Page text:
Odd Beholder, the electronica/art-pop project of the Swiss musician Daniela Weinmann, releases the official video for her latest single ‘Disaster Movies’. The single is Weinmann’s artistic extension of her political activism. Right after her debut album, she co-founded the Swiss branch of the international climate protection organisation “Music Declares Emergency”. ‘Disaster Movies’ is a comment on our decadence and our destructive consumerism. Weinmann speaks about the track: “Two protagonists recall their teenage nonchalance, how they used to wish the whole damn town would burn down. They are now standing on the site of an actual catastrophe. Now that a monstrous flood has swallowed the entire town they don’t feel an inch of glee. Disappointed in their own premature disillusion, they feel like they have entered one of the disaster movies that they used to watch. What they quickly realise is that it doesn’t feel heroic at all. Instead, everything seems dull and impractical, and terribly frightening.” The video is a collaborative effort of three women – dancer, director, musician – who allowed themselves the freedom of embracing every idea they come up with during the ideation process; not questioning anything nor each other, and allowing the whole project to unfold organically, and joyously.
Weinmann continues: “When I wrote the song «Disaster Movies», I was terrified by the prospect of entering a historic era marked by loss of stability and control. The disaster that I saw on the horizon was Climate Change.
What I didn’t envision then was that we were about to be hit by a global pandemic. My musings about a town that was flooded by the future rise of the sea levels were interrupted by my first-hand experience of a different disaster.
«Disaster Movies» is the first video clip I directed myself, but the writing of the script was a collaborative experience. When I teamed up with the DOP Stefanie Reinhard (Berlin) and the dancer Fhunyue Gao (Geneva) to shoot the clip, we got to know each other virtually – broadcasting our bodies out of our lockdowns. Our Zoom meetings quickly felt like therapy sessions with strangers.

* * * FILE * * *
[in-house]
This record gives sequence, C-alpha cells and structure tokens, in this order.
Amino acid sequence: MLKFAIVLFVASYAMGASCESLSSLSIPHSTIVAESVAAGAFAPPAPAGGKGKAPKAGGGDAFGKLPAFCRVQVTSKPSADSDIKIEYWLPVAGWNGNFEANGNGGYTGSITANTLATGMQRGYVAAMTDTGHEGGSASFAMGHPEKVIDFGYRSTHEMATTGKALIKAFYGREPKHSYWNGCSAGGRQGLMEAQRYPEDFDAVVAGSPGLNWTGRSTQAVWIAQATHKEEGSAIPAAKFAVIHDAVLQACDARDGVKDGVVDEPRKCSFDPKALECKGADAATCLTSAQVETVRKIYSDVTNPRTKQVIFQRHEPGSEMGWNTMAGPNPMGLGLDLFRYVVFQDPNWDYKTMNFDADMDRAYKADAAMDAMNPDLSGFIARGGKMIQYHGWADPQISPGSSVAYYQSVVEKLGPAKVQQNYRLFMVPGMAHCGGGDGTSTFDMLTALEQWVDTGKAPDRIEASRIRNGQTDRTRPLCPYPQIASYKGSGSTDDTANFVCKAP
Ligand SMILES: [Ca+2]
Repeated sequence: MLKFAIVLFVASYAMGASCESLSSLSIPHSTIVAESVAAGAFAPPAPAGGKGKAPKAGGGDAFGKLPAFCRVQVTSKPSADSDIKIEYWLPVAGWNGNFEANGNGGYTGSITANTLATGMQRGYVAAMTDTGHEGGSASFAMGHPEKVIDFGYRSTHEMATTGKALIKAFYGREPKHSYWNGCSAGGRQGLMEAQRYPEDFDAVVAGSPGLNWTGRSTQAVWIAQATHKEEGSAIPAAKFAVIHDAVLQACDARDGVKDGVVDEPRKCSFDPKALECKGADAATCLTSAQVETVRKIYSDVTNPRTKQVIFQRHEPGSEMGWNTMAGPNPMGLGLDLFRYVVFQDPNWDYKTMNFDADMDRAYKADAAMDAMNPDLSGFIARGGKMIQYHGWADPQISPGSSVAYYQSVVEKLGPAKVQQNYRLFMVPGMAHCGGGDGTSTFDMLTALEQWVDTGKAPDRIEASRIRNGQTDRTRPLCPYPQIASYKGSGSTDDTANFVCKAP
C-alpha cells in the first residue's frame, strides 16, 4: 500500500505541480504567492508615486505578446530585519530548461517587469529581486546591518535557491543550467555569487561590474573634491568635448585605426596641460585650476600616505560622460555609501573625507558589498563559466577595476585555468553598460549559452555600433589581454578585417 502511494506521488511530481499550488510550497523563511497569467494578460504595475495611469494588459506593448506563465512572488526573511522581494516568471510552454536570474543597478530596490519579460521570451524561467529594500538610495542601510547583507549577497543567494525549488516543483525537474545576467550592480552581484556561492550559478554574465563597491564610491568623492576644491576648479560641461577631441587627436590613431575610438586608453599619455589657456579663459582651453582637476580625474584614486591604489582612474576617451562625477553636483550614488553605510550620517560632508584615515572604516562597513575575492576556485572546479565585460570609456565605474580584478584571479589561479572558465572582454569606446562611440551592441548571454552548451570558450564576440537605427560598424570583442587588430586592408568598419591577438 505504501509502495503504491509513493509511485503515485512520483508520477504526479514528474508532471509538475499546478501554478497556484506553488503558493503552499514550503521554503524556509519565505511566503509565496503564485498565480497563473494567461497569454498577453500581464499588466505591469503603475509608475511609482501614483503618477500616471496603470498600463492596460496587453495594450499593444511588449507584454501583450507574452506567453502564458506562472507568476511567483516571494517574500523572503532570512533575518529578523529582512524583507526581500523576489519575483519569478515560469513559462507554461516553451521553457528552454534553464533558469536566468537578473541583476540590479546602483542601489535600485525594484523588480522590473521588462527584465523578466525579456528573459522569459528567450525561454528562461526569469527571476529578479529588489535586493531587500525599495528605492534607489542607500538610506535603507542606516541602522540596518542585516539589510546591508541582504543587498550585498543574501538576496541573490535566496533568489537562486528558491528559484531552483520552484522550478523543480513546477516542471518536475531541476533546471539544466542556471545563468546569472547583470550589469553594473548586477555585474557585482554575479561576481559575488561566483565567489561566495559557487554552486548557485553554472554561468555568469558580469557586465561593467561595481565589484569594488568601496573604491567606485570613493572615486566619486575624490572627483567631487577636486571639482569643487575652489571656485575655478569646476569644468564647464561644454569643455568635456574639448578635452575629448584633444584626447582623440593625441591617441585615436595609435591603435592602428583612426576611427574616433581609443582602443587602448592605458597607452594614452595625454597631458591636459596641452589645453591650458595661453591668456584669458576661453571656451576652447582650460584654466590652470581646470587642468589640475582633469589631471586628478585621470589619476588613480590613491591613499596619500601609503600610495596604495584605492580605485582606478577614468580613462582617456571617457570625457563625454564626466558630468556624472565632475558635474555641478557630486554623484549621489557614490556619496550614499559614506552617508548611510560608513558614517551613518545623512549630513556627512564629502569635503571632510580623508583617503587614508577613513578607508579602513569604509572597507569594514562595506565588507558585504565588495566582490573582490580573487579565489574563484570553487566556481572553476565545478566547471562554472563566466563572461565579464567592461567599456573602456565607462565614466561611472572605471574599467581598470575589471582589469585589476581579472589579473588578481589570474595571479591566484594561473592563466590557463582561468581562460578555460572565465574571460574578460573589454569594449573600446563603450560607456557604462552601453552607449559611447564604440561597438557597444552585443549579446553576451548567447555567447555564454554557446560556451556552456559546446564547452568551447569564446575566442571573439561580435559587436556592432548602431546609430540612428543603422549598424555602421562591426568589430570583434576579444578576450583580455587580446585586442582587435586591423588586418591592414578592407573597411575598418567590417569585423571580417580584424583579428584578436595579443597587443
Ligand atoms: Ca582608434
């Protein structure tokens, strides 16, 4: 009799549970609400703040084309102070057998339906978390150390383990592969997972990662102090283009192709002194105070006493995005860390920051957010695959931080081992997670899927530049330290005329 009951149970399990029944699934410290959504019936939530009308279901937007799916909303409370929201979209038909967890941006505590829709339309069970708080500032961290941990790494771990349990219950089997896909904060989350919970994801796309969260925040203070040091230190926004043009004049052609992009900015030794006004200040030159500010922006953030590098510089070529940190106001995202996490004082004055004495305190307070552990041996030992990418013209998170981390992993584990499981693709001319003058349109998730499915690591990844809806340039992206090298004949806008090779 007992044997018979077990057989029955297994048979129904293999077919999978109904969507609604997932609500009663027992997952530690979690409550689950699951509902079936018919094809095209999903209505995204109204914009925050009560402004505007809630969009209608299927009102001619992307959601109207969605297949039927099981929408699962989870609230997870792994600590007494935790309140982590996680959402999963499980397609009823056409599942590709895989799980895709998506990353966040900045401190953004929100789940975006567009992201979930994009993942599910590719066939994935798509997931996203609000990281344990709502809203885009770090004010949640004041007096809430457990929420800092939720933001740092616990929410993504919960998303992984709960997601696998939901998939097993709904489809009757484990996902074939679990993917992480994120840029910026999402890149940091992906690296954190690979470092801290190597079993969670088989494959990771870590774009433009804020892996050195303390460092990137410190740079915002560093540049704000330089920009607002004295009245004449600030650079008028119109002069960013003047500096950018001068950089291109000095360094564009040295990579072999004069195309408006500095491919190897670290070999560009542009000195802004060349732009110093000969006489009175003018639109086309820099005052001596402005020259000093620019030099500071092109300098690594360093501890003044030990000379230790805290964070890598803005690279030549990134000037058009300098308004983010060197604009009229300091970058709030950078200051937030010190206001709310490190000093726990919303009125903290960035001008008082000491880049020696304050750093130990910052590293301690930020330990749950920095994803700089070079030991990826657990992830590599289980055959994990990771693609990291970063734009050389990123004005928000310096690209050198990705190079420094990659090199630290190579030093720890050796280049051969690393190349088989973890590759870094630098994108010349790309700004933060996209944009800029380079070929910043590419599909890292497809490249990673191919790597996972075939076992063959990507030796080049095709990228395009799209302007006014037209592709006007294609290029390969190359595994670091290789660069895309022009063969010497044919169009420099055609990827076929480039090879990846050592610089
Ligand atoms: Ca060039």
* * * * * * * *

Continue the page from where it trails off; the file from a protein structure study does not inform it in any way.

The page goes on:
All three of us were suffering from the withdrawal of so many things that mattered to us: The nightlife, the public space, travel, the exploration of strangers, and unknown places. Locked into our flats, we felt trapped – so much, that we came up with the image of a ship without a horizon.
Without a horizon, it’s impossible to know where we are headed. And even though our main character acts as the captain of the ship and knows which buttons to press on the bridge, we suspect that she is just performing instead of really navigating.
This reflected how we felt during the lockdowns: We were continuing to work as if nothing had happened – without knowing what to expect or if our work would still be needed once we will have settled in a new post-pandemic reality.
I guess this is why events like Climate Change or the pandemic take a big toll on our psyche. They are so big that they question the frame within which we function; our strategies are afloat, our long-term plans are suspended in air, adding a lot of insecurity to, well, everything.
Another image that came to us during our Zoom séances was that of a vacuumed body. We were waiting in our flats like embryos as if the pandemic was some sort of societal pregnancy. We associated the plastic with the fear of germs and infections. It was an image of preservation and of sterility. But we also experienced an unexpected ecstasy while we were exploring the vacuum, a strange thrill.
The whole preparation process was nerve-racking. Stefanie Reinhard convinced me to put a strain on our budget and rent anamorphic lenses to achieve that eerie distorted look and create a lot of flares. Our friends from the film collective «parrafilms» had to obtain numerous official documents, the whole crew had to be physically examined (tested), we wore masks and gloves and whatnot. It added a lot of drama and adrenaline to the process. Bavaria went into another strict lockdown just two days after the shoot, so we had to shoot everything during one intense night.
Because of all these restraints, the night itself felt like an explosion.
After being reduced to faces on a little screen, acting out as bodies in a three dimensional space was magical. Fhunyue was dancing like a demon in the red light. Shortly after midnight, we experienced a very surreal and awe-inspiring moment. We felt as if we had channeled the expressionist set of the 1977 horror-drama Suspiria. Something happened, and it was powerful to witness. After her performance, Fhunye literally collapsed. We didn’t consider that you would really get seasick on a ship without a horizon. It was visceral.
The next day, Fhunyue and I sacrificed a voluptuous cake and let it float on the Chiemsee, just to give you an idea about what state of mind we were in after the shoot. Everything about making «Disaster Movies» was very cathartic.”
Credits: Production: PARRAFILM Performer: Fhunyue Gao Director of Photography: Stefanie Reinhard Camera Assistant: Daniel Goldhahn Casting: Manuela Luterbacher Edit & Colour Grading: Sebastian Riepp Script: Fhunyue Gao, Stefanie Reinhard, Daniela Weinmann Director: Daniela Weinmann (Odd Beholder)